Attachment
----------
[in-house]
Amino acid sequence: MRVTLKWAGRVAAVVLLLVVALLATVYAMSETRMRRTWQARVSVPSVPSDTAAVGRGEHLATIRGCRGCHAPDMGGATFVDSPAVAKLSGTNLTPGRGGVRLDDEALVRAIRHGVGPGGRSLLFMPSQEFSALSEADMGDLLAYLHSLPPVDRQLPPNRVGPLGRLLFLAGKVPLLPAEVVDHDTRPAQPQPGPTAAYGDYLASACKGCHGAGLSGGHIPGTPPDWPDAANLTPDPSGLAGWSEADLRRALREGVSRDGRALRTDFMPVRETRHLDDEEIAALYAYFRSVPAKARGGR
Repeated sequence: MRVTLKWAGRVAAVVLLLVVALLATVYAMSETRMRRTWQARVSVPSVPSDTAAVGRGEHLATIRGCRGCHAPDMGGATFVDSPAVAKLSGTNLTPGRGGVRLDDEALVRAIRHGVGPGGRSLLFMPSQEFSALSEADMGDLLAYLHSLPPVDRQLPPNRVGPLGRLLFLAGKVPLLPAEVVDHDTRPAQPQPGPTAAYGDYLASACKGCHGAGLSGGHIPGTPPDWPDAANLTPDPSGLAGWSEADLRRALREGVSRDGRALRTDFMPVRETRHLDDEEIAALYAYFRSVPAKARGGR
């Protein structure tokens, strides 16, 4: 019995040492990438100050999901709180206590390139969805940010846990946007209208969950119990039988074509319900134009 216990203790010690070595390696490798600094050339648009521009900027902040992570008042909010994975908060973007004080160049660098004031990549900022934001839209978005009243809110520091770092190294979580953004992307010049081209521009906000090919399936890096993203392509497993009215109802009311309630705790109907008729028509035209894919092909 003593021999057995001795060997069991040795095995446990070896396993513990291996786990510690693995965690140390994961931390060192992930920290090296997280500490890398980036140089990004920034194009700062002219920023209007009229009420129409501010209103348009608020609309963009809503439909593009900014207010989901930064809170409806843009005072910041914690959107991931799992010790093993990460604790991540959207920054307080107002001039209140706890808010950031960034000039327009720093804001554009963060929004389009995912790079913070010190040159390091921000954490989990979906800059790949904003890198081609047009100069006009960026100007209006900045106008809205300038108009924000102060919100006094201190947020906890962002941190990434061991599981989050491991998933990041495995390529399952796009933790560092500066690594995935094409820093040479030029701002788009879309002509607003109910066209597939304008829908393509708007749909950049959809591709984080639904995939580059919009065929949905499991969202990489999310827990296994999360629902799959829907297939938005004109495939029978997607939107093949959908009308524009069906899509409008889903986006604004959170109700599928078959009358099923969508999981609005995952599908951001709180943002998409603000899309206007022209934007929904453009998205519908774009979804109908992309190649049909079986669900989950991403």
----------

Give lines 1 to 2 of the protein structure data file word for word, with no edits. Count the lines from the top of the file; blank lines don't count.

[in-house]
Amino acid sequence: MRVTLKWAGRVAAVVLLLVVALLATVYAMSETRMRRTWQARVSVPSVPSDTAAVGRGEHLATIRGCRGCHAPDMGGATFVDSPAVAKLSGTNLTPGRGGVRLDDEALVRAIRHGVGPGGRSLLFMPSQEFSALSEADMGDLLAYLHSLPPVDRQLPPNRVGPLGRLLFLAGKVPLLPAEVVDHDTRPAQPQPGPTAAYGDYLASACKGCHGAGLSGGHIPGTPPDWPDAANLTPDPSGLAGWSEADLRRALREGVSRDGRALRTDFMPVRETRHLDDEEIAALYAYFRSVPAKARGGR